tclakin

Game Seven

In Uncategorized on April 27, 2011 at 4:24 pm

There’s a Game 7 tonight in Boston. Step outside for a minute: you can feel it. Go ahead – take a walk down Park Street, near the T stop and the Common. You’ll see them: Bruins fans, wearing Bruins hats and Bruins t-shirts and Bruins jackets, heads down, eyes nervous. One man – a man dressed otherwise for a board meeting, tan overcoat covering a suit and tie – walks quickly past Dunkin Donuts, hunched forward, bracing against the wind. He wears shiny black loafers, the kind with tassels on the top that swing back and forth with each step. On his face are expensive-looking glasses. On his wrists, silver cuff links. But on his head, looking completely out of place, as if it has fallen there by accident, the result of a joke played by the wind, sits a Bruins cap. And as he walks quickly down Winter Street, towards the financial district and another spreadsheet afternoon, the man tugs on the brim of his Bruins cap and you can tell his mind is elsewhere. I’ll bet he’s thinking about the game.

There’s a heavy tension in the city today. No one is talking much. There have been Game 7’s in Boston before, plenty of them, but this one feels different. There’s an edge to it, an edge we haven’t felt around here for a few years – since before 2004, really. Back then a Game 7 in Boston was life or death. You remember: a big playoff game meant everything else stopped – classes, dinner plans, conversations. The city coalesced around Game 7’s then. You couldn’t avoid it. Schoolteachers canceled homework. Grooms snuck away at weddings. Greater Boston ground to a halt. College kids in Maine missed final French exams, completely unaware they’d forgotten but not too worried about it, really, because, well, there was a game last night and this is the playoffs and, sorry, Professor, but you’ll just have to wait.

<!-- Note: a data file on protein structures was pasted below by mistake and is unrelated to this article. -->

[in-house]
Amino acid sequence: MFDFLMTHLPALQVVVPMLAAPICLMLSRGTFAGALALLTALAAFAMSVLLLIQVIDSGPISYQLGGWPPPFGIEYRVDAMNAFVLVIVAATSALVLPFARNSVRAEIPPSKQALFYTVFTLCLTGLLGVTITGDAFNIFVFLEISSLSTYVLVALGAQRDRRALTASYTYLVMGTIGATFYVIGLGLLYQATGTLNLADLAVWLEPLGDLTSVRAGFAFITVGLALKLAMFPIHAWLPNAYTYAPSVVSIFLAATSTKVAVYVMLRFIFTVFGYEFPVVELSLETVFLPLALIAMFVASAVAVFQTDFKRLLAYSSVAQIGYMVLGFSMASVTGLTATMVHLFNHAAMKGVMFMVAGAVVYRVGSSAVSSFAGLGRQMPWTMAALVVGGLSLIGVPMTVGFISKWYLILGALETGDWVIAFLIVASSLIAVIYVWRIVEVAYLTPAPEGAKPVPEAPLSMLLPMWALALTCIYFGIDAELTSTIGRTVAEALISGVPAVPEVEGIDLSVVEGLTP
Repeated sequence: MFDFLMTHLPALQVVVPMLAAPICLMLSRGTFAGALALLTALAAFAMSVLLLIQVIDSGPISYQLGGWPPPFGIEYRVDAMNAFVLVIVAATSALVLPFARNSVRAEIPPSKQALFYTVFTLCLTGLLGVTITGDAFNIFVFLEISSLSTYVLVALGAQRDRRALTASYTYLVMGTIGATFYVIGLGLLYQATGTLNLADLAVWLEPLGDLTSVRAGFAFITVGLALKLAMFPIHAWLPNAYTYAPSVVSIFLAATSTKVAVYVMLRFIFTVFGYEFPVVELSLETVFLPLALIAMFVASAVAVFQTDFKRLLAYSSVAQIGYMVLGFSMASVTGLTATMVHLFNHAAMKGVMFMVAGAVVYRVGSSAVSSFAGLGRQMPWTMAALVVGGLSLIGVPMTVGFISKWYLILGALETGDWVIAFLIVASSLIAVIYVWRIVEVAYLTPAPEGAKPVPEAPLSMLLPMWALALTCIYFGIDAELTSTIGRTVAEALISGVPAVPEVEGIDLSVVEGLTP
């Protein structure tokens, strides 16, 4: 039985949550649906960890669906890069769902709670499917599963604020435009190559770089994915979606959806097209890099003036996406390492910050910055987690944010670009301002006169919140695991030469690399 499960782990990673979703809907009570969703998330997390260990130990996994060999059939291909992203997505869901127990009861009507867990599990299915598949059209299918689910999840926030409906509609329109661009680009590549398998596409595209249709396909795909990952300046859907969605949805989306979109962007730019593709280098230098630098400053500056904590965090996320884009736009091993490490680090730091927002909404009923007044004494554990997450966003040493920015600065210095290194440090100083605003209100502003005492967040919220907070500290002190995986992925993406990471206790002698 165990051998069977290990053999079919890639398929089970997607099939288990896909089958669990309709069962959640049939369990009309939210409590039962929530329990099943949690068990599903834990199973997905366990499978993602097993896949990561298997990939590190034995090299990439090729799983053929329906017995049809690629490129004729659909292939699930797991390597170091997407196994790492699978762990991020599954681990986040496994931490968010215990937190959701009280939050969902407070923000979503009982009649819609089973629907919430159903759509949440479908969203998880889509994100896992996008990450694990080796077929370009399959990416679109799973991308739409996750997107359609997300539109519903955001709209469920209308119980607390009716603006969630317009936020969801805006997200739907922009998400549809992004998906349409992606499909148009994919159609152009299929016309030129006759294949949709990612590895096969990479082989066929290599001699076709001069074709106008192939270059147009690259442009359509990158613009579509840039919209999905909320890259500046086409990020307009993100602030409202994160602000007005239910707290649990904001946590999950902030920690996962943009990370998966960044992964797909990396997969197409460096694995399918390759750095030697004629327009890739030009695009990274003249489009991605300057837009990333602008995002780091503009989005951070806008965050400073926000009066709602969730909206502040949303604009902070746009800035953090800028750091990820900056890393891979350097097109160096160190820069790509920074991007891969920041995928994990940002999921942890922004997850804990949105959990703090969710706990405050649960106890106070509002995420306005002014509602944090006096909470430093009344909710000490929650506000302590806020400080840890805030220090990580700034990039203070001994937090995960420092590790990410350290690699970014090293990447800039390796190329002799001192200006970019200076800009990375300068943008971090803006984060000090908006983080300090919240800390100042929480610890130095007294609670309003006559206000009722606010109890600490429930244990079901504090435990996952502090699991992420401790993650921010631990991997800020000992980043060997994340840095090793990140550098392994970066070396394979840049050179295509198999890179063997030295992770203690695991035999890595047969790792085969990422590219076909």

That’s how today feels.

We all know what has happened in this town since 2004. Somewhere along the line, the bad mojo started to seep out of our city and the floodgates of victory poured open. The Patriots won another title, and then won one more. The Sox won again in 2007. The Celtics broke through in ’08. Suddenly we started expecting victory. We felt entitled to it. We got complacent. For the Red Sox and the Patriots and the Celtics, big games weren’t life and death anymore. They were big games, sure, and the city rallied for them, but not like it once had. That gnawing fear of loss was gone. That throat-crowding anticipation was, for the most part, gone.  The curse, bless it’s black heart, was gone. And with it went a bit of our past, a bit of our collective history, a bit of this city’s soul.

But not for the Boston Bruins. For the Boston Bruins and their fans, the Fear is alive and well. Tonight at the Garden, the Fear will be tangible and it will be hungry and it will be clear that for these fans it never went away. Last year’s loss to the Flyers, up 3 games to none with a 3-goal lead in Game 7, was as bad as anything the Sox ever suffered through. Sure, Sox fans can point to 1986 and 2003 and Mssrs. Buckner and Boone, but Bruins fans will call that bet and raise you a Scotty Walker and a 2010. Bruins fans will tug on their hats and point to their jerseys that bear names like Neely and Borque and (Joe) Thornton and say, Maybe you’ve forgotten what losing feels like but we sure haven’t, and then they’ll plunk down their beers and grit their teeth and head into the Garden to face that Fear all over again.

Don’t believe me? Go see for yourself. Stroll down by the Garden tonight and take a look around. You’ll see a bunch of rowdy fans, a bunch of ready fans, and they’ll be drinking and whooping and firing fists into the night sky, but somewhere in that Boston air, floating atop the cheers and the jeers and the “Habs suck!” chants, you’ll feel a cold edge. It’ll be subtle, but you’ll feel it. You might even recognize it. Maybe you’ll think back to an October game at Fenway, pre-2004, and you’ll feel that cold breeze in your chest and you’ll remember what it was like to watch a game and be truly afraid. Maybe it’ll be like hearing an old song or smelling an old cologne, and you’ll go back, if only for a second, and you’ll think, Hey, I know that feeling.

That’s what a Game 7 feels like.

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  1. That old uncomfortable feeling is definitely back…. how many times can Montreal torture us?

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